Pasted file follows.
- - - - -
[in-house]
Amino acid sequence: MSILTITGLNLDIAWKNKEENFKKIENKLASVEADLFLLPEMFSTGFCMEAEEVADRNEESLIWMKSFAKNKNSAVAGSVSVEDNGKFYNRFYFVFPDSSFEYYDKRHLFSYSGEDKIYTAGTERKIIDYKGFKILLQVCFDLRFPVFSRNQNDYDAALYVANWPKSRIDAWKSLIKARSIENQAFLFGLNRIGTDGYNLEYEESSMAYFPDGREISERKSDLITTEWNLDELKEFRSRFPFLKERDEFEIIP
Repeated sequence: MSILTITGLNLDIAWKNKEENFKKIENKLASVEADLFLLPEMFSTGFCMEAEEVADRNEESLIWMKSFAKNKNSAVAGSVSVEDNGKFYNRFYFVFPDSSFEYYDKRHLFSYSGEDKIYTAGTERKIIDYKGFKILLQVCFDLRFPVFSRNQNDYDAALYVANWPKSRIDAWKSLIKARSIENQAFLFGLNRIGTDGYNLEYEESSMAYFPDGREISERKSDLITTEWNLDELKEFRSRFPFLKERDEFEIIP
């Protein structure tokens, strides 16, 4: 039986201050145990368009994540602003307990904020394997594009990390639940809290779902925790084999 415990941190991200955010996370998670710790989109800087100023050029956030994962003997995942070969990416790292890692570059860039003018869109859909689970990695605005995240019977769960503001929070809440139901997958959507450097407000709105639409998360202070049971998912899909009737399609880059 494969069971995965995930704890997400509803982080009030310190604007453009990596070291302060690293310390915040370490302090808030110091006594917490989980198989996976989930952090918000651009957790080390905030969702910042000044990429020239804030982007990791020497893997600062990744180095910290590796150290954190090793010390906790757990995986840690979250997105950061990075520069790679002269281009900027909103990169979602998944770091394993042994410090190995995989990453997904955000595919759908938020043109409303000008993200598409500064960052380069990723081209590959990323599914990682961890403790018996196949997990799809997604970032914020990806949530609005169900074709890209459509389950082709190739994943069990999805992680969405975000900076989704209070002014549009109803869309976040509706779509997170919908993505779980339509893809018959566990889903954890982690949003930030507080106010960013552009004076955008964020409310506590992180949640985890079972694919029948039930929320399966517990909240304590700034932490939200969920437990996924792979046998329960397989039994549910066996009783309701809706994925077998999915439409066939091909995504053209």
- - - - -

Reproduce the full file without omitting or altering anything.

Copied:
[in-house]
Amino acid sequence: MSILTITGLNLDIAWKNKEENFKKIENKLASVEADLFLLPEMFSTGFCMEAEEVADRNEESLIWMKSFAKNKNSAVAGSVSVEDNGKFYNRFYFVFPDSSFEYYDKRHLFSYSGEDKIYTAGTERKIIDYKGFKILLQVCFDLRFPVFSRNQNDYDAALYVANWPKSRIDAWKSLIKARSIENQAFLFGLNRIGTDGYNLEYEESSMAYFPDGREISERKSDLITTEWNLDELKEFRSRFPFLKERDEFEIIP
Repeated sequence: MSILTITGLNLDIAWKNKEENFKKIENKLASVEADLFLLPEMFSTGFCMEAEEVADRNEESLIWMKSFAKNKNSAVAGSVSVEDNGKFYNRFYFVFPDSSFEYYDKRHLFSYSGEDKIYTAGTERKIIDYKGFKILLQVCFDLRFPVFSRNQNDYDAALYVANWPKSRIDAWKSLIKARSIENQAFLFGLNRIGTDGYNLEYEESSMAYFPDGREISERKSDLITTEWNLDELKEFRSRFPFLKERDEFEIIP
């Protein structure tokens, strides 16, 4: 039986201050145990368009994540602003307990904020394997594009990390639940809290779902925790084999 415990941190991200955010996370998670710790989109800087100023050029956030994962003997995942070969990416790292890692570059860039003018869109859909689970990695605005995240019977769960503001929070809440139901997958959507450097407000709105639409998360202070049971998912899909009737399609880059 494969069971995965995930704890997400509803982080009030310190604007453009990596070291302060690293310390915040370490302090808030110091006594917490989980198989996976989930952090918000651009957790080390905030969702910042000044990429020239804030982007990791020497893997600062990744180095910290590796150290954190090793010390906790757990995986840690979250997105950061990075520069790679002269281009900027909103990169979602998944770091394993042994410090190995995989990453997904955000595919759908938020043109409303000008993200598409500064960052380069990723081209590959990323599914990682961890403790018996196949997990799809997604970032914020990806949530609005169900074709890209459509389950082709190739994943069990999805992680969405975000900076989704209070002014549009109803869309976040509706779509997170919908993505779980339509893809018959566990889903954890982690949003930030507080106010960013552009004076955008964020409310506590992180949640985890079972694919029948039930929320399966517990909240304590700034932490939200969920437990996924792979046998329960397989039994549910066996009783309701809706994925077998999915439409066939091909995504053209």